Despite it being the most abundant liquid on Earth, water contains many anomalies that are yet to be fully understood. As it cools, water molecules rearrange as the liquid begins its transition to the solid state. In this study, a team of researchers observed the structural relaxation and crystallization of supercooled water between 170 and 260 K. At these temperatures, supercooled water rapidly solidifies, making it difficult to study. The scientists used infrared spectroscopy to assess the structural evolution of transiently heated water films and determined that the rate at which supercooled water relaxes toward its equilibrium structure depends on the initial structure: either hyperquenched glassy water (HQW) or low-density amorphous solid water (LDA).
Very little is known about the structural dynamics of supercooled water because its rapid crystallization effectively prohibits many means of study. In their previous work, the researchers developed a pulsed laser heating technique that allows them to observe the structural changes of water at different temperatures using infrared spectroscopy. This study builds upon that research by elucidating the complex relaxation kinetics associated with this structural rearrangement before crystallization. This new work also provides further validation of the laser heating approach by proving that this method can provide valuable data on relaxation kinetics at temperatures previously thought to be inaccessible.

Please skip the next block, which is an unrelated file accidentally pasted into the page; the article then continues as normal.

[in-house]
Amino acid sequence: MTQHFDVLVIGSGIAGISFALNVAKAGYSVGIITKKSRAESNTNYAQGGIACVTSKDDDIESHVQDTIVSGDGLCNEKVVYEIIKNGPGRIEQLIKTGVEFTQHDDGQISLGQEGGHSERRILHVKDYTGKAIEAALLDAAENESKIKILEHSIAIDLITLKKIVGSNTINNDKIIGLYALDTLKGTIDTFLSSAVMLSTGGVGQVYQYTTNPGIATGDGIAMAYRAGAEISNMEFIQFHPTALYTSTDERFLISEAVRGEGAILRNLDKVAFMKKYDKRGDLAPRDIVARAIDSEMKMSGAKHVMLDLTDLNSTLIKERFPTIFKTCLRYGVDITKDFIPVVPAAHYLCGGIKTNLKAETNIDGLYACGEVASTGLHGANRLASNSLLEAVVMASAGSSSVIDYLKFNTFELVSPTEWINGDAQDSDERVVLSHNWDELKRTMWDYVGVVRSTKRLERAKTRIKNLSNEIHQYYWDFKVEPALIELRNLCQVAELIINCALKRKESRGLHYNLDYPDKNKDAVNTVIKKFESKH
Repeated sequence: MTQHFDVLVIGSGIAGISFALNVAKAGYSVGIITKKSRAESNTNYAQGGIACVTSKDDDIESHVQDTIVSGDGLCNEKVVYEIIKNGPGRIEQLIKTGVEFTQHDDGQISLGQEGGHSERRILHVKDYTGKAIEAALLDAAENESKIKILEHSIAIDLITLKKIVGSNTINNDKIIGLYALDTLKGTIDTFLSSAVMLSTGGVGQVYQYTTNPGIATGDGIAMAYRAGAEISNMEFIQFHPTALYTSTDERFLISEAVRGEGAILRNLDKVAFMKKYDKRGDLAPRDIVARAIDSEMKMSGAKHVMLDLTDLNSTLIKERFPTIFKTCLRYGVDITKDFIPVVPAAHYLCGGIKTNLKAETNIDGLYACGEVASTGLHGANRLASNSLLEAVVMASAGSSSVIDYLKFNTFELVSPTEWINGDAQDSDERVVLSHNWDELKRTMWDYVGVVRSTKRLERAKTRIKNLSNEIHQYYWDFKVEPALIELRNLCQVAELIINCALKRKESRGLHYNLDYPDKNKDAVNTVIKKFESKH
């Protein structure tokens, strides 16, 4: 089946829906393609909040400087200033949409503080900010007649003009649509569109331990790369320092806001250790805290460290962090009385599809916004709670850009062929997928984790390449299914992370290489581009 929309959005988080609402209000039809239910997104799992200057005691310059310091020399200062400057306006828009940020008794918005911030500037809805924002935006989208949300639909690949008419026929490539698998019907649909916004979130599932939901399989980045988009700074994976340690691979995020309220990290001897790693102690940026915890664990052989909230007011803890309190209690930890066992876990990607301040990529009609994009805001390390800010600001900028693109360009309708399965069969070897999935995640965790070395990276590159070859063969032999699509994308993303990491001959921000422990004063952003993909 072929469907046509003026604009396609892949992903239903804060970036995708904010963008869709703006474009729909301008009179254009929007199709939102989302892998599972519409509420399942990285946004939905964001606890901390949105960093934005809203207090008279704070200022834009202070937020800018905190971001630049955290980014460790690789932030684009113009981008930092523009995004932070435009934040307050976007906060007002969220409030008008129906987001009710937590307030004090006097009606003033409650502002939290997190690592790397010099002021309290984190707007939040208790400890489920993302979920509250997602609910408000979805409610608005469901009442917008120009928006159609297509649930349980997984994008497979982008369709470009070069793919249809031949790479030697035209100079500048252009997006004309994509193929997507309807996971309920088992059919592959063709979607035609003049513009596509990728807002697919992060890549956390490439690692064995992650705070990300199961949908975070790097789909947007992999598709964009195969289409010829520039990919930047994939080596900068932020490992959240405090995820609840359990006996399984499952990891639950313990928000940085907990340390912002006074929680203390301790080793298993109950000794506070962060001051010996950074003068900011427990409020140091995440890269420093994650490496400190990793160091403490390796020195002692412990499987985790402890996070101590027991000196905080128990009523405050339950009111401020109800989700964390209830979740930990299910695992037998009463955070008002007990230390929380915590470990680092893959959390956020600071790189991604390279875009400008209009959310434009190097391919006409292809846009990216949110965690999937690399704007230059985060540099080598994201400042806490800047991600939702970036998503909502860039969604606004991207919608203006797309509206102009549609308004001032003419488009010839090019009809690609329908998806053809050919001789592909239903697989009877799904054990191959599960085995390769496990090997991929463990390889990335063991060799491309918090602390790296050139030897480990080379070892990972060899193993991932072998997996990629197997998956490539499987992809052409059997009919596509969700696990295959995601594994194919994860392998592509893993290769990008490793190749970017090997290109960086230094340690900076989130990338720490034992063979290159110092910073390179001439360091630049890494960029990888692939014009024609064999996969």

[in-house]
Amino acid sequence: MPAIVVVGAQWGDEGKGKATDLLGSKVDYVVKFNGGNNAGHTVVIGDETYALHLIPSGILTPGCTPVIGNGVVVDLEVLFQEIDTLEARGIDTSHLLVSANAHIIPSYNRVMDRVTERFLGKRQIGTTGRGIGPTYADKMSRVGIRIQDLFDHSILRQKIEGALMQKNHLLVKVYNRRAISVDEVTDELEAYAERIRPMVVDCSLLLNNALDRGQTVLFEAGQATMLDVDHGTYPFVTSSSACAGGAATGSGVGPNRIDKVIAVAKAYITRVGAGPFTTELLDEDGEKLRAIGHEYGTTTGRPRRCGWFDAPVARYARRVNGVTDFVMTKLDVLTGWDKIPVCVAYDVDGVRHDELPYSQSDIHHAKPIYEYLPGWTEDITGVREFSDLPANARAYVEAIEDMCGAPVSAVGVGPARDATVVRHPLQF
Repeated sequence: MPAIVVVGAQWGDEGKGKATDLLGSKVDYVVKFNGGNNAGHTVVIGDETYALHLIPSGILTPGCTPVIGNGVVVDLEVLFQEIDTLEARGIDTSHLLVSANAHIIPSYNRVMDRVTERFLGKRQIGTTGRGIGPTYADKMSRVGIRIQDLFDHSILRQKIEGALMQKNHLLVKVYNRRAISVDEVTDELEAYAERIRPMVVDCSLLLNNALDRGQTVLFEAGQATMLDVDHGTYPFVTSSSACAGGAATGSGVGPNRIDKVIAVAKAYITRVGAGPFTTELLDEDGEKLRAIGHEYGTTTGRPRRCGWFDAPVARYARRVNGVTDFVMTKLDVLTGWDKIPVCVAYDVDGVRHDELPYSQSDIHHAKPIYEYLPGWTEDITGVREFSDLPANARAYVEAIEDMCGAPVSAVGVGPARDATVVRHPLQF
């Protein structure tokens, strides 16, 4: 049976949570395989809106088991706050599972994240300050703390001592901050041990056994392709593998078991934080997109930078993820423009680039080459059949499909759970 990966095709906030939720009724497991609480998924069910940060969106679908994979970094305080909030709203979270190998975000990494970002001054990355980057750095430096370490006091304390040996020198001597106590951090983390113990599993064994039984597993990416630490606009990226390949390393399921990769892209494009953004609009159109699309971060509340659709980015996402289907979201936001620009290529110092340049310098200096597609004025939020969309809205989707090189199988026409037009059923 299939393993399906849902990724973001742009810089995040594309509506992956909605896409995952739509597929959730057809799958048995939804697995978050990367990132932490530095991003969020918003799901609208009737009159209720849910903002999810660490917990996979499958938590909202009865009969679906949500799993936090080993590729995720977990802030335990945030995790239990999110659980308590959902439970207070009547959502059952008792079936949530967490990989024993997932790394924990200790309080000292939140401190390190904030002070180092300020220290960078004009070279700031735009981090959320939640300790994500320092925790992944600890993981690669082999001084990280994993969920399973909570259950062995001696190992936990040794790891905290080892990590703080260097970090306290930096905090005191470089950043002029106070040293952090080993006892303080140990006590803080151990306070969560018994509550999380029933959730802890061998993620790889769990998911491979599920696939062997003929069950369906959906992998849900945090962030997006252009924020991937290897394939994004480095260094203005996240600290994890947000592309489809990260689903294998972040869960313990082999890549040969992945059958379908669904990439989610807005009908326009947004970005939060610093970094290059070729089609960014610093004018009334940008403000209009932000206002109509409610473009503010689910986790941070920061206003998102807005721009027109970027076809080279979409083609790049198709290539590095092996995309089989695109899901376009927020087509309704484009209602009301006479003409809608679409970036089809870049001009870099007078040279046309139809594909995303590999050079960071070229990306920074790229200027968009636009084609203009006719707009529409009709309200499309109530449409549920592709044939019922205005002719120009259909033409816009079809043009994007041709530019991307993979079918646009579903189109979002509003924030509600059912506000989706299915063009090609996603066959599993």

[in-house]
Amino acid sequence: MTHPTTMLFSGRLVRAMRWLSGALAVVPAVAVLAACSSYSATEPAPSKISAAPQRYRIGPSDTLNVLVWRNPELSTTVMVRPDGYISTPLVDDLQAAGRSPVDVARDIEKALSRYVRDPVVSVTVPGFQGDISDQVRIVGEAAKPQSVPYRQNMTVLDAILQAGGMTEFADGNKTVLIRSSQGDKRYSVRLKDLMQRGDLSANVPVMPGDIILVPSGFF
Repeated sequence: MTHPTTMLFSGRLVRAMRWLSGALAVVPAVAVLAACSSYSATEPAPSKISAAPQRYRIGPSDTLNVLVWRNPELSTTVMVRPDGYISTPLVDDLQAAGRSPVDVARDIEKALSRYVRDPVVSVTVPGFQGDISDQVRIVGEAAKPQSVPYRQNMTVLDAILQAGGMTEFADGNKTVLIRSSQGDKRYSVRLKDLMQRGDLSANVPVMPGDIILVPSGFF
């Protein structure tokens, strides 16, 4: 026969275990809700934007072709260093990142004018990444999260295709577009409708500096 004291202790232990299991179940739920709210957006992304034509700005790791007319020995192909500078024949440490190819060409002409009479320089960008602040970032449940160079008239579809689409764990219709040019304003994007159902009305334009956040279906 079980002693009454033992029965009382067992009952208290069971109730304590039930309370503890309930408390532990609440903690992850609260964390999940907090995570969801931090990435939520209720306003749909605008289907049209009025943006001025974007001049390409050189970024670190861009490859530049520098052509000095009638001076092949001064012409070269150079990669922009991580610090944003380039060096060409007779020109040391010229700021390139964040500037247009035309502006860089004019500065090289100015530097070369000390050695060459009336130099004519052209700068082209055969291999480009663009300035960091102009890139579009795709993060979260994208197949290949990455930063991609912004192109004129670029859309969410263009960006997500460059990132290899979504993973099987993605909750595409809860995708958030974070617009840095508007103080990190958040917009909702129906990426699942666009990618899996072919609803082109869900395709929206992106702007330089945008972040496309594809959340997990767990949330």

In an earlier study, the researchers established that, at equilibrium, the structure of supercooled water could be reproduced using a linear combination of the two structural motifs, HQW and LDA, across a range of supercooled temperatures before crystallization. This study extends those findings to determine the complex relaxation kinetics that govern rearrangement within the structurally heterogeneous environment containing a distribution of energetic barriers.
The researchers also used the pulsed laser heating technique to determine that crystallization times for transiently heated water films were always long compared to the structural relaxation times. Their results match previously reported crystallization and relaxation times that were calculated from molecular dynamics simulations.
Physical and Computational Sciences Directorate, Pacific Northwest National Laboratory
This work was supported by the U.S. Department of Energy (DOE), Office of Science, Basic Energy Sciences program, Division of Chemical Sciences, Geosciences, and Biosciences.
This research was performed at the Environmental Molecular Sciences Laboratory, a national scientific user facility sponsored by the U.S. Department of Energy (DOE)’s Biological and Environmental Research program and located at Pacific Northwest National Laboratory, which is operated by Battelle for DOE.
Published: July 13, 2021
Kringle, L., Thornley, W. A., Kay, B. D., & Kimmel, G. A. (2021). Structural relaxation and crystallization in supercooled water from 170 to 260 K. Proceedings of the National Academy of Sciences, 118(14), e2022884118. https://doi.org/10.1073